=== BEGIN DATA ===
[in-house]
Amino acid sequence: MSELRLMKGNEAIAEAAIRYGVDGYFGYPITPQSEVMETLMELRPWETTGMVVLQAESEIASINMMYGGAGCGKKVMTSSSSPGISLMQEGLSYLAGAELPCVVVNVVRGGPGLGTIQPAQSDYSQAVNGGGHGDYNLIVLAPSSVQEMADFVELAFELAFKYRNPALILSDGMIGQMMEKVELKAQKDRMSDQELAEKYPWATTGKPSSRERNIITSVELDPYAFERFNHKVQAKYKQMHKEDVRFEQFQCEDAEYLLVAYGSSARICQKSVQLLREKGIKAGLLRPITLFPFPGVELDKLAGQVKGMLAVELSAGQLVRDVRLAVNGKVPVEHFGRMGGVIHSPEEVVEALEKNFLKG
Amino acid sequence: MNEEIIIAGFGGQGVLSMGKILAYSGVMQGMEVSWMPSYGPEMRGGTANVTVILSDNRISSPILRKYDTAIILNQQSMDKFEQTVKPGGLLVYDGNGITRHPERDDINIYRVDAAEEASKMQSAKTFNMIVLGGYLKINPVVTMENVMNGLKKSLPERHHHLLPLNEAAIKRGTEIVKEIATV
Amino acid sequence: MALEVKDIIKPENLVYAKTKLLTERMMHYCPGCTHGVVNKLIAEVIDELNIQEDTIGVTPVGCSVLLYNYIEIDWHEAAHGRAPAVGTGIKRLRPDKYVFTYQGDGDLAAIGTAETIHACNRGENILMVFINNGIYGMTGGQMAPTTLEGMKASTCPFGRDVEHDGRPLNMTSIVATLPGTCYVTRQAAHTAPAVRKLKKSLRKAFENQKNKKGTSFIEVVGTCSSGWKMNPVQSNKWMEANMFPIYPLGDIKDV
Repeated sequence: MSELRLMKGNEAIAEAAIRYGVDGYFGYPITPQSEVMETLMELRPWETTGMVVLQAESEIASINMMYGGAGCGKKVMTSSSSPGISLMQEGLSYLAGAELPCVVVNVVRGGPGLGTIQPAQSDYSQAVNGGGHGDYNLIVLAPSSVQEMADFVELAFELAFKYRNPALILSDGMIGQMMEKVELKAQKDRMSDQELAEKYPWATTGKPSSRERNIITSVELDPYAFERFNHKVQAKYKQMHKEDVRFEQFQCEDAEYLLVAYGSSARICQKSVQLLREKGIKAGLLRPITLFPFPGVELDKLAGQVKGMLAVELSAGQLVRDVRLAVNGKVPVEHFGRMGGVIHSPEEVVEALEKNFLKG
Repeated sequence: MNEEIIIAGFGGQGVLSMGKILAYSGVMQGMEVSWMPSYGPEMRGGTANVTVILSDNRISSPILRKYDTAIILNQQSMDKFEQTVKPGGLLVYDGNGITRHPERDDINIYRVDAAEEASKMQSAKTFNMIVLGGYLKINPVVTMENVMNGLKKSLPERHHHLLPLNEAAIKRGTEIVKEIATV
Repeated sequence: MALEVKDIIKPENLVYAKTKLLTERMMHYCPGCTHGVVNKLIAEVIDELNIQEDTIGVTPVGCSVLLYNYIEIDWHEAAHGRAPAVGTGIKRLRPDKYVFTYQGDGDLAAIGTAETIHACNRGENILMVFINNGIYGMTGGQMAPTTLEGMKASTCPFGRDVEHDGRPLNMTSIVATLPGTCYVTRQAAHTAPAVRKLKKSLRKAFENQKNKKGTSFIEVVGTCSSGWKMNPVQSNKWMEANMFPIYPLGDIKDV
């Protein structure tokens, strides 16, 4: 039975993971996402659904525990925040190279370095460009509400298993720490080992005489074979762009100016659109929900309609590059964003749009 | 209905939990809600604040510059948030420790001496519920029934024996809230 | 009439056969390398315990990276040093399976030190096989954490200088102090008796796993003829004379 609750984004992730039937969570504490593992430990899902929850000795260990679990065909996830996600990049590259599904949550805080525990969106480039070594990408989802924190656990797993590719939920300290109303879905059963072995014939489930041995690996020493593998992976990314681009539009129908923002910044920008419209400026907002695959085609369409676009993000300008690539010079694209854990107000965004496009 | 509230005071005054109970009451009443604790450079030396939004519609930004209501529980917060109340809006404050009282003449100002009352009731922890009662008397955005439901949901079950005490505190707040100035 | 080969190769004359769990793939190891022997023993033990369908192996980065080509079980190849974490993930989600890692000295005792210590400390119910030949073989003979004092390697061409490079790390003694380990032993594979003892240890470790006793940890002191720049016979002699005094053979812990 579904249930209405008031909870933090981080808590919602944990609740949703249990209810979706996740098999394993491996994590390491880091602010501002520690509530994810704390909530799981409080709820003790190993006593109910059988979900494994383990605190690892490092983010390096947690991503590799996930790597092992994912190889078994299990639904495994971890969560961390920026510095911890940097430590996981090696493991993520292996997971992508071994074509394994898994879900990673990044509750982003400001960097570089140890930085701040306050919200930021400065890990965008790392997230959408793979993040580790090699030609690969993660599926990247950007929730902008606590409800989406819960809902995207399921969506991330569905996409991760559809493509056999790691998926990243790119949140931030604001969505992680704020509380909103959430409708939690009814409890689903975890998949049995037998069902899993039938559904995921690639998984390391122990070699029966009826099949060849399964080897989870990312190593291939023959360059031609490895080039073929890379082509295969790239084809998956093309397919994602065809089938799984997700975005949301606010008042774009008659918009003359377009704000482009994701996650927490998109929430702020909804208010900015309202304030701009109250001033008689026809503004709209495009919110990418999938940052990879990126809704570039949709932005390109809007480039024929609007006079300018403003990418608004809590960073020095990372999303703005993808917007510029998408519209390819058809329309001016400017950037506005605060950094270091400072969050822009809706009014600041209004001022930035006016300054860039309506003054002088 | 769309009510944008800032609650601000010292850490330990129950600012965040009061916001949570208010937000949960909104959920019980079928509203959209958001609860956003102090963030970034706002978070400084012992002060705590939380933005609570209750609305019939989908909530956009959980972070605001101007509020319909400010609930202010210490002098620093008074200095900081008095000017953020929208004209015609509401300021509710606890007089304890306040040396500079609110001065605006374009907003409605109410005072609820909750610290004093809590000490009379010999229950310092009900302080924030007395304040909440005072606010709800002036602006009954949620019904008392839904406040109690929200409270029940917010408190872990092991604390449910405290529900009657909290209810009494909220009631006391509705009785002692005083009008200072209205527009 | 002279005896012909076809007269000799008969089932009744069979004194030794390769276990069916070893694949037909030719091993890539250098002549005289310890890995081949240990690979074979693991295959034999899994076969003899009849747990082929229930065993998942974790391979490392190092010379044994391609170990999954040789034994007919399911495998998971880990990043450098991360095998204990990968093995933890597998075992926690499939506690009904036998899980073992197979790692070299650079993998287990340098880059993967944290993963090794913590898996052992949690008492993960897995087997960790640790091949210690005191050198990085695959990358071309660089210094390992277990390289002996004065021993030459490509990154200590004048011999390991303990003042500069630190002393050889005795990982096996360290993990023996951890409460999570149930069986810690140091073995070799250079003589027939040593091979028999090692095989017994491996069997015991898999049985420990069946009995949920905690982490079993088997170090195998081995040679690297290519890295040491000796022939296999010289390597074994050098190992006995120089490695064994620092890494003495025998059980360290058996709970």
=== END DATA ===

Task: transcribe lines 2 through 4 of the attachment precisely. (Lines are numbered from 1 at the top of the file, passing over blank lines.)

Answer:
Amino acid sequence: MSELRLMKGNEAIAEAAIRYGVDGYFGYPITPQSEVMETLMELRPWETTGMVVLQAESEIASINMMYGGAGCGKKVMTSSSSPGISLMQEGLSYLAGAELPCVVVNVVRGGPGLGTIQPAQSDYSQAVNGGGHGDYNLIVLAPSSVQEMADFVELAFELAFKYRNPALILSDGMIGQMMEKVELKAQKDRMSDQELAEKYPWATTGKPSSRERNIITSVELDPYAFERFNHKVQAKYKQMHKEDVRFEQFQCEDAEYLLVAYGSSARICQKSVQLLREKGIKAGLLRPITLFPFPGVELDKLAGQVKGMLAVELSAGQLVRDVRLAVNGKVPVEHFGRMGGVIHSPEEVVEALEKNFLKG
Amino acid sequence: MNEEIIIAGFGGQGVLSMGKILAYSGVMQGMEVSWMPSYGPEMRGGTANVTVILSDNRISSPILRKYDTAIILNQQSMDKFEQTVKPGGLLVYDGNGITRHPERDDINIYRVDAAEEASKMQSAKTFNMIVLGGYLKINPVVTMENVMNGLKKSLPERHHHLLPLNEAAIKRGTEIVKEIATV
Amino acid sequence: MALEVKDIIKPENLVYAKTKLLTERMMHYCPGCTHGVVNKLIAEVIDELNIQEDTIGVTPVGCSVLLYNYIEIDWHEAAHGRAPAVGTGIKRLRPDKYVFTYQGDGDLAAIGTAETIHACNRGENILMVFINNGIYGMTGGQMAPTTLEGMKASTCPFGRDVEHDGRPLNMTSIVATLPGTCYVTRQAAHTAPAVRKLKKSLRKAFENQKNKKGTSFIEVVGTCSSGWKMNPVQSNKWMEANMFPIYPLGDIKDV